Luke Puskedra

Galen Rupp
AP

U.S. Olympic marathon trials men’s preview, contenders

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The U.S. Olympic men’s marathon trials picture shook in the last month with the retirement of fastest-ever American marathoner Ryan Hall, the withdrawal of four-time Olympian Abdi Abdirahman and the addition of Olympic 10,000m silver medalist Galen Rupp.

What’s left is one man from the three-man 2012 U.S. Olympic marathon team — Meb Keflezighi — who turns 41 on May 5 and looks to become the oldest U.S. Olympic runner of all time (an Olympic medalist in the women’s race is attempting the same feat).

Keflezighi, the defending trials champion, appears the safest pick to finish in the top three to make the Rio Olympic team, but several others, such as Rupp, could surprise in Los Angeles on Saturday (1-4 p.m. ET, NBC and NBC Sports Live Extra).

The top contenders:

Meb Keflezighi
Age: 40
PR: 2:08:37 (Boston 2014)
2014 Boston Marathon champion
2012 Olympics — fourth place
2009 New York City Marathon champion
2004 Olympics — silver medal
2000 Olympics — 12th place (10,000m)

In 2012, Keflezighi became the oldest U.S. Olympic marathon trials winner. This year, he can become the oldest U.S. Olympic runner of all time.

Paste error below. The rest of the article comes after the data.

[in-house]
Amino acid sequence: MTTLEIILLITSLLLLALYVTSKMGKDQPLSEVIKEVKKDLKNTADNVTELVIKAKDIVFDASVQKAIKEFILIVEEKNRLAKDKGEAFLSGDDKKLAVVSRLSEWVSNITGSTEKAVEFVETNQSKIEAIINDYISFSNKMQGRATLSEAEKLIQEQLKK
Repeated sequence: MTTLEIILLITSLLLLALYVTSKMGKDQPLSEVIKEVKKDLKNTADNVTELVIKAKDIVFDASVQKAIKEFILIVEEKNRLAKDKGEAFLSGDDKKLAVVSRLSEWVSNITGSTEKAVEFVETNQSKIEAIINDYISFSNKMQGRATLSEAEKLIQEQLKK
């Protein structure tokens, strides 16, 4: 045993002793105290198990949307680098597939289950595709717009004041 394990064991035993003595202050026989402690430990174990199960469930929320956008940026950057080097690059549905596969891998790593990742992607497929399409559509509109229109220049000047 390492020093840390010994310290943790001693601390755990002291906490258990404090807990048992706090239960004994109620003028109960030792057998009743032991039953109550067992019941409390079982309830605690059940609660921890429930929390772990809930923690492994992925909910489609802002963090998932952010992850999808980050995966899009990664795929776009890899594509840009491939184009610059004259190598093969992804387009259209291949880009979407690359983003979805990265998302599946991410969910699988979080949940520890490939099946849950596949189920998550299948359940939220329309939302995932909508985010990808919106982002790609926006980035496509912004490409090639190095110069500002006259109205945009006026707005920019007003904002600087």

Keflezighi’s only 26.2-mile hiccup in the last four years came in 2013, when he placed 23rd at the New York City Marathon (fifth among Americans). But Keflezighi silenced the doubters five months later in Boston, becoming the first American man to win the world’s oldest annual 26.2-mile race since 1983.

He followed that up with a fourth at the 2014 NYC Marathon (top American), eighth at the 2015 Boston Marathon (No. 2 American) and seventh at the 2015 NYC Marathon (top American).

Dathan Ritzenhein
Age: 33
PR: 2:07:47 (Chicago 2012)
2012 Olympics — 13th place (10,000m)
2008 Olympics — ninth place
2004 Olympics — DNF (10,000m)

Ritzenhein has the fastest personal best in the field and ranked No. 2 among all Americans for 2015 (2:11:20 in Boston). For all his talent, Ritzenhein endured health problems throughout his career. In November, hip bursitis reportedly slowed him for about one month.

He last raced Oct. 4 and last raced a marathon April 20 (his last marathon before that was Oct. 13, 2013).